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Final Report: Student perceptions and development of employability skills on a level 4 multidisciplinary science module.

Version 2 2024-02-01, 15:47
Version 1 2023-11-08, 11:38
posted on 2024-02-01, 15:47 authored by Fiona Aiken, Christopher Hutton

S112, Science: concepts and practice, was a new science module at the Open University in 2017. In each assignment, students were asked to include self-assessment and reflection for a number of key skills related to employability using radar diagrams. This research explores students’ perceptions of their employability skills development on S112, and how effective the radar diagrams are for recording this.

A sample of students’ assignments were collected (n=20), and their self-assessment scores collated for the duration of the S112’s 2018/2019 presentation. An anonymous online questionnaire was also sent to 636 students in the same cohort (115 responses); the questionnaire captured attitudes and opinions on skills development and radar diagrams. Finally, two focus groups were held with three S112 tutors at each to establish tutors’ perspectives on the use of radar diagrams and students’ skills development.

Students on S112 demonstrate development of many employment-related skills, particularly communication, collaboration and time management; they do not, however, develop business and customer awareness – this would be better embedded at higher levels in the qualification. Their perception of skills development is clearest for subject-specific skills, such as maths. However, there is wide recognition of improvement in softer skills, though confidence can be affected by negative experiences, e.g. in teamwork. The use of radar diagrams is not popular as a means of electronic Personal Development Planning (ePDP), with most students engaging in order to gain marks in assessment. Radar diagrams should be offered as an optional method of recording skills development alongside other suitable tools.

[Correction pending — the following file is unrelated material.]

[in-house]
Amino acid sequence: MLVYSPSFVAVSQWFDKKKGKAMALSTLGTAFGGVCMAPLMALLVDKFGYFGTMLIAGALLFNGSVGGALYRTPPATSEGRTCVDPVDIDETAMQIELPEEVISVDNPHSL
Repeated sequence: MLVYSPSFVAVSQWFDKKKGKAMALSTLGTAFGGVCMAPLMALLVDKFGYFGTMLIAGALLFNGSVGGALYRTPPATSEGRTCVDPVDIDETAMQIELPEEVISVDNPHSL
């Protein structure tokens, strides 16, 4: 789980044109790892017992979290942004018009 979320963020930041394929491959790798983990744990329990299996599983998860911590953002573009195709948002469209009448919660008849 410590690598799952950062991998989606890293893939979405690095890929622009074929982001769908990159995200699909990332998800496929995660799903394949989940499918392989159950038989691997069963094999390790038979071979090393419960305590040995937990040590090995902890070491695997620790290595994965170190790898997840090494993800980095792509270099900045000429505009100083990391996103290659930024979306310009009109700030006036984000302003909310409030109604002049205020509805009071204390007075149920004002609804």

The use of radar diagrams for ePDP in distance learning is novel; this primary research contains insights that could be helpful to comparable science modules in other institutions.

Student self-assessment scores and focus groups were subject to small sample sizes; there were no volunteers to join a student focus group to further enrich findings. These results are not representative, but do triangulate favourably with the literature and questionnaire findings.



  • Internal use only

Authorship group

  • Academic - Central

Institutional priority category

  • Employability and Career Progression


  • Employability
  • Innovative Teaching Approaches
  • Student Experience

Subject discipline

  • Science

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